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Topic Review (Newest First)
July 26th, 2014 09:44 AM
treefox2118
Re: What DTG would you recommend?

The Spectra has a lot going for it. Until I have one in my hands, I can't push too hard in one direction, of course.

The cost per liter isn't enough to gauge profitability. For me, the cost of ink accounts for less than 6% of the final retail gross income on a shirt.

Some printers, the Epson F2000 for example, are faster than some other printers. My labor cost is very expensive, being in an urban environment AND in a popular area AND on a popular street. If one printer is 20% faster than another, my labor savings alone is more than the cost of ink total.

Also, there is more than just the speed of printing. How fast does it take to load and unload a platen? There are probably 10 different platen systems I've played with, and all of them have different requirements for loading and unloading. How fast does it take to put a platen into the machine and take it out?

On top of that, you have the RIP itself. Using identical PCs, different RIPs take different amounts of time to generate a print file. This can lead to inefficiencies. Some RIPs definitely require some manipulation in Photoshop before a file is acceptable. Again, inefficiencies. On top of all of that, different RIP manufacturers do a different amount of work on color profiles. One RIP I worked with was great in terms of work flow, but colors were terrible. We had to tweak for months before we had a profile that worked with 80% of customer files. The RIP I use now works with 95% of customer files and I haven't tweaked it AT ALL.

In my opinion, the worst enemy in the DTG game is typically the salesman. The best friend in this business usually is your competition -- if they are willing to share their knowledge.
July 26th, 2014 09:38 AM
johnleisenberg
Re: What DTG would you recommend?

Thanks Professor,
Your wealth of knowledge shared so eloquently is a beautiful thing. Once again, the pen is mightier than the sword...
That having been said, my recent "Due Diligence" experience has lead me to the realization that many "suppliers" cost per Liter for ink can vary from a high of $380.00 / liter Epson Surecolor F2000's 600ml. Cartridges, Anajet at $305.00 / Liter for White and $264.00 / Liter for CMYK in their High Capacity 220ml. Cartridges down to Spectra at $150.00 / Liter for White AND CMYK delivered via Gravity feed in an Oxidation proof IV Bag with a 250 Mil Capacity.

I agree regarding computer fire-power! I ran an International Publishing Company with 250 Macs on the network in a completely pdf work-flow. Keep the biz side on one side and the production side on the other!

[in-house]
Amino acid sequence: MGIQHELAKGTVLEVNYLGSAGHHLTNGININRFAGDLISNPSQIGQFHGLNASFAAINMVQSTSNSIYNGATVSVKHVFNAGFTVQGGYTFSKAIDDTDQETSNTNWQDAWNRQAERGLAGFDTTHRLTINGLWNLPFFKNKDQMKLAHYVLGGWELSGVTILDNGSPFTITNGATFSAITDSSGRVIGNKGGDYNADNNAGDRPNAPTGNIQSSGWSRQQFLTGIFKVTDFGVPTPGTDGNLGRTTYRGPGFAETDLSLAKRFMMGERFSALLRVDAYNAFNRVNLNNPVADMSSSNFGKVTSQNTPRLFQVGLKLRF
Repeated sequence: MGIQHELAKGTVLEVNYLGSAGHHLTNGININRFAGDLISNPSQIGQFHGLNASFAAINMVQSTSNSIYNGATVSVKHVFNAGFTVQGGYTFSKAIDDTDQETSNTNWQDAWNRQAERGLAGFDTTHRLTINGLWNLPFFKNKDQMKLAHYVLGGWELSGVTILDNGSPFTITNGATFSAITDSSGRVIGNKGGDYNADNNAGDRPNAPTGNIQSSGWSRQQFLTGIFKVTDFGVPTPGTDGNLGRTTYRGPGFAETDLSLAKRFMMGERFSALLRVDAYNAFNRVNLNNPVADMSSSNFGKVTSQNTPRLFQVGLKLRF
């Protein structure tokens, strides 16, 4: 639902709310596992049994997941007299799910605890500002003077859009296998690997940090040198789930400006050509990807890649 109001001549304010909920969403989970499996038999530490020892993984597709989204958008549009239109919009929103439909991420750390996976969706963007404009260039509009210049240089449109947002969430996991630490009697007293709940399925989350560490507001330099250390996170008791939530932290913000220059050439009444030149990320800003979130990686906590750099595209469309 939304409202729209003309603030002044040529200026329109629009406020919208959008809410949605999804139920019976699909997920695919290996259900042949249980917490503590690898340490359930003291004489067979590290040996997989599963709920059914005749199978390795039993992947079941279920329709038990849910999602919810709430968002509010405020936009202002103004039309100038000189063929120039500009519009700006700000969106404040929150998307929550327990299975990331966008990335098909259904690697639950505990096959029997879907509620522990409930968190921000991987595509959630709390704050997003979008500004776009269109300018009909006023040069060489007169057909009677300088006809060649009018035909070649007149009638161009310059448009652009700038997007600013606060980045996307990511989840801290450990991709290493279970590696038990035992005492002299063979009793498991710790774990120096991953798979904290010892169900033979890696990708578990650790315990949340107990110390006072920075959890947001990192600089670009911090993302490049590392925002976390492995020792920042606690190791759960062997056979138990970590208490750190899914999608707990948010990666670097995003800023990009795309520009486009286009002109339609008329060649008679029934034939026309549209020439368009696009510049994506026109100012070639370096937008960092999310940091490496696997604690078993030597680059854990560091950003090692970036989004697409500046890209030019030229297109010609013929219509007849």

In the printing industry you die the death of 1,000 (or whatever the run is) due to lack of attention to detail.
Since I'm ADD and OCD and also suffer with PTSD and according to my wife PPS (Peter Pan Syndrome) AND most importantly, my first job was shoveling 40 stalls twice a day. Been shovelin ever since.
john e.
July 26th, 2014 06:34 AM
treefox2118
Re: What DTG would you recommend?

I don't recall eating being that important to me when I started businesses in the past. Although I am also a huge proponent of Intermittent Fasting and the benefits of skipping meals when you're stressed, ha.

The dilemma that occurs in budgeting for your first DTG printer isn't really the cost of the printer: it's the cost of everything else. The biggest cost to buying a new printer isn't even hardware, it's your time.

You can go and buy a shady heat press, but I have 4 or 5 broken shady heat presses in my basement. I could have bought two Geo Knights for the same loss. Spend the $1500-$2000 on a quality heat press, and make sure it is in your budget. I would estimate that we lost ... hundreds of hours ... dealing with shady heat presses. Not including down time when a press died and we had to wait for a new one. So call it hundreds of hours and hundreds of dollars in lost/refunded jobs. Since the heat press is a point of failure, I actually recommend having a backup. $3000-$4000 for heat presses right there, almost the cost of a new entry level DTG machine.

Pretreating... I know we ruined our first print head years ago by pretreating "near" to our DTG printer with a hand sprayer. That stuff is acidic and sticky and gets everywhere. Can you budget for a pretreatment machine? If so, that's $4000 to add. A good pretreatment machine also means your time is conserved AND you're not wasting expensive pretreatment chemicals on overspraying using a manual spray tool. Now our pretreatment step takes literally 10 seconds from box to curing platen (second heat press comes in hand here) and can be done WHILE setting up jobs to print.

Platens ... do not ignore this issue. We have a dozen platens or so. Oversize, a bunch of adult normal size, youth, sleeve, toddler. If we have a big job with identical prints, preloading platens can double efficiency. Having one or two platens only means you have a point of inefficient waste where you could be preloading shirts but instead you're sitting around waiting for a print to complete or a shirt to finish curing. I personally would budget $1500 for platens -- get a youth, get a toddler, get a few adult platens, and get an oversize one if your machine offers it.